Due to climate change, the number of hot summer days is steadily on the rise. Offices and flats are heating up. Cooler nights barely bring any relief. Consequently, more and more people want an air conditioner in their homes. This goes hand in hand with higher rates of energy consumption. A potentially beneficial alternative is to use the heating system already installed. If you reverse the operation of a heat pump, it can be effectively used for cooling. This is shown in an analysis carried out by the German Fraunhofer Institute for Building Physics IBP.
According to the International Energy Agency (IEA), about 2,000 terawatt-hours of energy were used to cool homes and offices in 2016. This is estimated to be about ten percent of the world’s total electricity consumption. By 2050, that usage is expected to triple. But how can the expected significant increase in new air conditioners be circumvented? Researchers at Fraunhofer IBP have been addressing this problem.
“If you reverse the operation of an existing heat pump, then the same system that is already installed for heating can be used for cooling,” so says Sabine Giglmeier, a scientist at Fraunhofer IBP. This would eliminate the need to purchase additional air conditioners. A lot of energy can be spared this way.
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In order to determine the extent to which excessive temperatures in summer can be avoided using this technology, the engineer and her team carried out a potential analysis with two heating systems. They researched whether radiators and underfloor heating could be used as air conditioning systems that are currently often used in existing buildings. In these units, waste heat is discharged via a hose through the window or through a hole in the wall. Not only do these kinds of air conditioners use a lot of electricity, they also make a lot of noise and cause drafts. If they are not properly maintained, hygiene problems can also arise,” the researcher explained.
The researcher and her team first ran preliminary tests to see if heat pumps combined with radiators or underfloor heating would be suitable for cooling. They built a test rig in a laboratory and used simulation software. According to the researchers, radiators as well as underfloor heating have the potential to significantly reduce indoor air temperature in summer in offices with a standard floor area of 16 m2, with windows up to 3 m2 and the presence of two employees. Plus also provide a comfortable cooling without causing unwanted condensation on colder surfaces.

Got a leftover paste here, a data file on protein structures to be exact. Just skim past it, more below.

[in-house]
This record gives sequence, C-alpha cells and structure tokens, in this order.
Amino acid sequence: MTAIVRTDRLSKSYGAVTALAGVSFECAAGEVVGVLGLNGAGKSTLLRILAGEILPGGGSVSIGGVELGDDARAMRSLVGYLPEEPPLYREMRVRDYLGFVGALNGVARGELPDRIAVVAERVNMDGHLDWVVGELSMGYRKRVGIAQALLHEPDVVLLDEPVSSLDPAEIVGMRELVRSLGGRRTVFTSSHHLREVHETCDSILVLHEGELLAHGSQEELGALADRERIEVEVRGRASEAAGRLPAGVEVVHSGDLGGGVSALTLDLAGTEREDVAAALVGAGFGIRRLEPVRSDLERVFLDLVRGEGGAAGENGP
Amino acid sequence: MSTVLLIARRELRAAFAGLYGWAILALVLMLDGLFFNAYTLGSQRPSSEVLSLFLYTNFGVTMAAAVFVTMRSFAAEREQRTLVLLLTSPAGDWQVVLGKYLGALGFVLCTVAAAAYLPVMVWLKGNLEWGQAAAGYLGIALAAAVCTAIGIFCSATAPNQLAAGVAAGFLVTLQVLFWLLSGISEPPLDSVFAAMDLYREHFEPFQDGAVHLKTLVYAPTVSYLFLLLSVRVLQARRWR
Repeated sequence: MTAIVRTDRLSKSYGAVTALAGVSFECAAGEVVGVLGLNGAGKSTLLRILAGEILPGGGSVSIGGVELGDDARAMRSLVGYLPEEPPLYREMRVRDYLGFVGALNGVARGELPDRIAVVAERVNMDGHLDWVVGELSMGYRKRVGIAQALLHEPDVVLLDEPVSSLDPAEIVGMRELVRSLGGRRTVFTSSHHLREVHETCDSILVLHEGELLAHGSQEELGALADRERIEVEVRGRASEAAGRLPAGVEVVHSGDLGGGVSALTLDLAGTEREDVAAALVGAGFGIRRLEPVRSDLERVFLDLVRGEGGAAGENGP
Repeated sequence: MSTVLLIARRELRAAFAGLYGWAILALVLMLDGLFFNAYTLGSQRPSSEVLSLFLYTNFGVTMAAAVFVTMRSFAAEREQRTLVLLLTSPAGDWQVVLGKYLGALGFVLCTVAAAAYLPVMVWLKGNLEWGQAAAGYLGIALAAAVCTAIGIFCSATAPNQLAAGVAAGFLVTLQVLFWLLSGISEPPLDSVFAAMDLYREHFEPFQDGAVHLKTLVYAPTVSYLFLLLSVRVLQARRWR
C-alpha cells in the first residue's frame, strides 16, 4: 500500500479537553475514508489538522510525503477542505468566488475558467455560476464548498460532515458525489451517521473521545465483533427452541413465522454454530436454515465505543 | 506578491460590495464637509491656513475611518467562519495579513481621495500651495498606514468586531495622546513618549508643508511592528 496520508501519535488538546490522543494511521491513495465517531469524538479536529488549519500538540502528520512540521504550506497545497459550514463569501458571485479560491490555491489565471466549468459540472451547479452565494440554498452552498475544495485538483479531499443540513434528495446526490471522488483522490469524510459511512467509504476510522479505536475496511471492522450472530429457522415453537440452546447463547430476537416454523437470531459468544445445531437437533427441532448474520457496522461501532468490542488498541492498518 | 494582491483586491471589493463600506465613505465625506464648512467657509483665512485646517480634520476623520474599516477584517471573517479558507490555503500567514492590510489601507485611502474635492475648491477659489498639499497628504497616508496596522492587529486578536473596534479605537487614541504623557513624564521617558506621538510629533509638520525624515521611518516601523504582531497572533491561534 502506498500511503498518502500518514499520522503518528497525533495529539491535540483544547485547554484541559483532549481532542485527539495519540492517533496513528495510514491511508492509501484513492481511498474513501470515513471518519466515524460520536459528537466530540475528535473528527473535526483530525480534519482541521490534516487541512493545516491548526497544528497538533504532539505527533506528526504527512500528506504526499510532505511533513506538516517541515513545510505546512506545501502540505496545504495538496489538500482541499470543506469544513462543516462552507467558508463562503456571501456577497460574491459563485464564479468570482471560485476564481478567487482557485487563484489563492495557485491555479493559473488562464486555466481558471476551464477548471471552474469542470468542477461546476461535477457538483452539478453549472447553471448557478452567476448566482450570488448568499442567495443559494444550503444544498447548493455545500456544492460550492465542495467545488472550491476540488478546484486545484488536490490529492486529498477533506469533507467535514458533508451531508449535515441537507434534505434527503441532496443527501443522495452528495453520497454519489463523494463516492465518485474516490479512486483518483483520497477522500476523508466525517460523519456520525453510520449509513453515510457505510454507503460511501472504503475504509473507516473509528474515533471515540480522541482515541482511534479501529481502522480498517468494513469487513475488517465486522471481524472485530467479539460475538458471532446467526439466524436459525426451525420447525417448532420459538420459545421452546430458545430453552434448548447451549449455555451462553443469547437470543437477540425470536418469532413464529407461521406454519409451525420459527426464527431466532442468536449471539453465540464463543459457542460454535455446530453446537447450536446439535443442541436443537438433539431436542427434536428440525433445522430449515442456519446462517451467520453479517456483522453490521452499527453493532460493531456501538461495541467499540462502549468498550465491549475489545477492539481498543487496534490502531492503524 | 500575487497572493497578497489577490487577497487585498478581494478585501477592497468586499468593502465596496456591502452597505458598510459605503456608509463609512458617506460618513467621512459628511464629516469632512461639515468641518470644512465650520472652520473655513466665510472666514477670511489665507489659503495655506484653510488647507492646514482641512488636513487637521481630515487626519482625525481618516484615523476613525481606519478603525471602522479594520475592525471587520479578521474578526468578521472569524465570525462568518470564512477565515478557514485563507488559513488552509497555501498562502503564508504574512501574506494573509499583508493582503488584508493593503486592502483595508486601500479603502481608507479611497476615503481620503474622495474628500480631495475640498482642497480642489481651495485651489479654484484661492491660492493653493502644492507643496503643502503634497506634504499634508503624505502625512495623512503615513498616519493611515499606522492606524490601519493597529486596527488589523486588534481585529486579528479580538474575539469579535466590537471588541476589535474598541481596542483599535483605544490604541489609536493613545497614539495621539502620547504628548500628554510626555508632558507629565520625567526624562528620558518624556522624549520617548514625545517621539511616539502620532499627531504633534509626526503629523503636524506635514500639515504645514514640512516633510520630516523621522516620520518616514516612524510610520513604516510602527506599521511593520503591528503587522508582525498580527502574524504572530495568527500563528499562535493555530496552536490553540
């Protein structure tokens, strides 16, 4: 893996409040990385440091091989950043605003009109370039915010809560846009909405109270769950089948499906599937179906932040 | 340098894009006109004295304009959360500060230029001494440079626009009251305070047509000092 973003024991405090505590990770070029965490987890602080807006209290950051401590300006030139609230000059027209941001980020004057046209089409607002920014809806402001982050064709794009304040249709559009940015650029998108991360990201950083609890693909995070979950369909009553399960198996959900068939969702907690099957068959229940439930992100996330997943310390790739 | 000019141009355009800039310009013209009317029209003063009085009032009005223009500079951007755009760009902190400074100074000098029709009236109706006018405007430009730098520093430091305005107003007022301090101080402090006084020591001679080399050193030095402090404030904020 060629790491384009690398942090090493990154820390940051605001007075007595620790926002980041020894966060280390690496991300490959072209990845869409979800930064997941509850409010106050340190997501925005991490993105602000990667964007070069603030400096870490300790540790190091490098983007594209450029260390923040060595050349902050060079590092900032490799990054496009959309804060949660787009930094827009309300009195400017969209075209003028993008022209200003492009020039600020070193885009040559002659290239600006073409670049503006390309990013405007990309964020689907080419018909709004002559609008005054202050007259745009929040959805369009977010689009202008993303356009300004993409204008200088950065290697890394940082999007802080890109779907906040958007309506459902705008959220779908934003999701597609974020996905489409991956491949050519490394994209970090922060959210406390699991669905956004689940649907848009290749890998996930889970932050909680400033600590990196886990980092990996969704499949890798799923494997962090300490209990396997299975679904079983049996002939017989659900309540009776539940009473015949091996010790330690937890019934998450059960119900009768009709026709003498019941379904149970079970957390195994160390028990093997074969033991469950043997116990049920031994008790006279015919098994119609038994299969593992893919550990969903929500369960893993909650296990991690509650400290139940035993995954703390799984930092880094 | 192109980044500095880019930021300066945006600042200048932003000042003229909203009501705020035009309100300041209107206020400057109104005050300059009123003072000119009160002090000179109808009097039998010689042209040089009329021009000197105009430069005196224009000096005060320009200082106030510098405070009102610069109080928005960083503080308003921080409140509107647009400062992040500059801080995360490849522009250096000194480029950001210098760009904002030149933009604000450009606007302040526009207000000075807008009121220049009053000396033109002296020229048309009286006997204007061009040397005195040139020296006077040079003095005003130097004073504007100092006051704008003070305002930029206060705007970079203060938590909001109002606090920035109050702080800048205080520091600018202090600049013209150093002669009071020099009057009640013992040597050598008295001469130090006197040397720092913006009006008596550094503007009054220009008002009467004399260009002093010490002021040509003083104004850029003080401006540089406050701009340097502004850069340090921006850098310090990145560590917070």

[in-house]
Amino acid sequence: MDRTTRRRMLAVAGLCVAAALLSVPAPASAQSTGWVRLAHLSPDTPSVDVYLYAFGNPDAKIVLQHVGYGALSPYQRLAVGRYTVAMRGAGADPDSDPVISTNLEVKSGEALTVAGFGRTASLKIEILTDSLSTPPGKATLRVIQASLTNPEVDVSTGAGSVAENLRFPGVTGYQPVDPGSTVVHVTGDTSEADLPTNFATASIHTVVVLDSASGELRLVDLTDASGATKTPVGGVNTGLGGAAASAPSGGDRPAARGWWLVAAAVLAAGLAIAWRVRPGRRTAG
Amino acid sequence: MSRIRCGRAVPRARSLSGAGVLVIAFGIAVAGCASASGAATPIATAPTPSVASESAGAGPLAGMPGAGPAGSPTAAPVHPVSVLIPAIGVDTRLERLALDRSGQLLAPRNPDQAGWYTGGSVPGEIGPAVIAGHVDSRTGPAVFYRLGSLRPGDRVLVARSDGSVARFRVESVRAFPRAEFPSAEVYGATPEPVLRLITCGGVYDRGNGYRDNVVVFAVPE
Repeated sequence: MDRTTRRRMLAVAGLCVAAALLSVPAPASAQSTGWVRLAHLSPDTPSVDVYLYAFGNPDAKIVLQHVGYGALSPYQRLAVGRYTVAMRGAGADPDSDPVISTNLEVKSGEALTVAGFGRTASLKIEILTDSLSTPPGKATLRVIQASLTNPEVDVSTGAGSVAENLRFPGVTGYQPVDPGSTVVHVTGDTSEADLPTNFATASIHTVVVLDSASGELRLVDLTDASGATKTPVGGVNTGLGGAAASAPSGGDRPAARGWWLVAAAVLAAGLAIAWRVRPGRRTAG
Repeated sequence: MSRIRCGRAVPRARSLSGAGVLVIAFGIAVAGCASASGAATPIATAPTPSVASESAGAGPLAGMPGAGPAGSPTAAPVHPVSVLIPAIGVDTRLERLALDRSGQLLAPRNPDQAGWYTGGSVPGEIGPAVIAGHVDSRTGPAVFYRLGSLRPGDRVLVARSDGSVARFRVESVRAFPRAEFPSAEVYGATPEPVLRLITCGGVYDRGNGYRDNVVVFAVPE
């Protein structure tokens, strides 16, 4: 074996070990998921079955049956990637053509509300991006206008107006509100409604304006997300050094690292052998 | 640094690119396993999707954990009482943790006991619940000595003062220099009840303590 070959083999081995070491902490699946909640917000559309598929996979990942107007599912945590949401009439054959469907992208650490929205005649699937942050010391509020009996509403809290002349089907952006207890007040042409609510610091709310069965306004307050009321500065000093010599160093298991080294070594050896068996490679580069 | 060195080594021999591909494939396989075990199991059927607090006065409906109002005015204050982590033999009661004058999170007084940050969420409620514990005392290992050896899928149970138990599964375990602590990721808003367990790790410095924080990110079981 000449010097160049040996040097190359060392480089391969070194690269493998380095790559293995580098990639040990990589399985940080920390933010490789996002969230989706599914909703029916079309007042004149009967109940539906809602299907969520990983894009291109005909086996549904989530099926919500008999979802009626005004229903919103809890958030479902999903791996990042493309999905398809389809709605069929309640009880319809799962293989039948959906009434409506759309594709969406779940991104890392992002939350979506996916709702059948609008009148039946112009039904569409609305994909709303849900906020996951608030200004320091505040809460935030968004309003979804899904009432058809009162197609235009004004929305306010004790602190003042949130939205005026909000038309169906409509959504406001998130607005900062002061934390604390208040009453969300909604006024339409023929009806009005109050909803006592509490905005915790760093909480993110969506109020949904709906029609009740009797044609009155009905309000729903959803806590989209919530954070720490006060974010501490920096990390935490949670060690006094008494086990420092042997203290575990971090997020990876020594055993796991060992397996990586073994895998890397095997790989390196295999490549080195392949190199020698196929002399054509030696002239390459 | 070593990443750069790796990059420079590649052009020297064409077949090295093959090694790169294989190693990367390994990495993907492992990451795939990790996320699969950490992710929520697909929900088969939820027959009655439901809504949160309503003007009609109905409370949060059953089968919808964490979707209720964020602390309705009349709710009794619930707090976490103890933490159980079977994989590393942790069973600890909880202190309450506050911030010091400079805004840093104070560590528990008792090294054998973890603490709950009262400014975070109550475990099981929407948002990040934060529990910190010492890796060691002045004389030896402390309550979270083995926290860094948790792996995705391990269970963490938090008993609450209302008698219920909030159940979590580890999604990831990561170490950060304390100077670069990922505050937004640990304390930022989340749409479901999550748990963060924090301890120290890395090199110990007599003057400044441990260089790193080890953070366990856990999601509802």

It is also essential to control the system’s temperature supply based on the dew point of the ambient air in the room. This helps prevent structural damage caused by condensation. “The dew point temperature is a critical dimension that we must take into account in our calculations. This is because moisture condenses on the surface whenever the surface is colder than the dew point temperature of the air. If the dew point temperature is 13 degrees Celsius, we don’t run water through the heating system that is colder. Because otherwise water from the air condenses on the radiator and on the supply pipes and moisture can form.”
Another important criterion used in calculations is the number of hours of excessive temperatures. This standard indicates the number of hours and degrees Kelvin above the threshold temperature of a room. That threshold temperature is 26 degrees Celsius in any given year. In residential buildings, a maximum of 1200 excess degree-hours is permissible. In offices, that is only 500 degree-hours per year. The researchers’ calculations showed that the number of excessive heat hours could be reduced by more than 40 percent by using a radiator measuring 70 cm by 1 meter. With radiators twice that size, a 65 percent reduction could be achieved compared to an uncooled room.
“All in all, we were able to demonstrate that the cooling capacity that radiators provide is enough with a moderate proportion of window surface area. On the other hand, with a higher proportion of window surface area, a larger cooling surface area is required to maintain a comfortable indoor climate. This area can be fitted with underfloor heating. Which achieves a significantly higher cooling effect, as our tests have shown,” Giglmeier summarizes.
What still needs to be tested is the extent to which the overall system influences the user’s comfort. For example, do floors tend to get too cold? Or do temperature changes affect floor coverings and other materials in the room?
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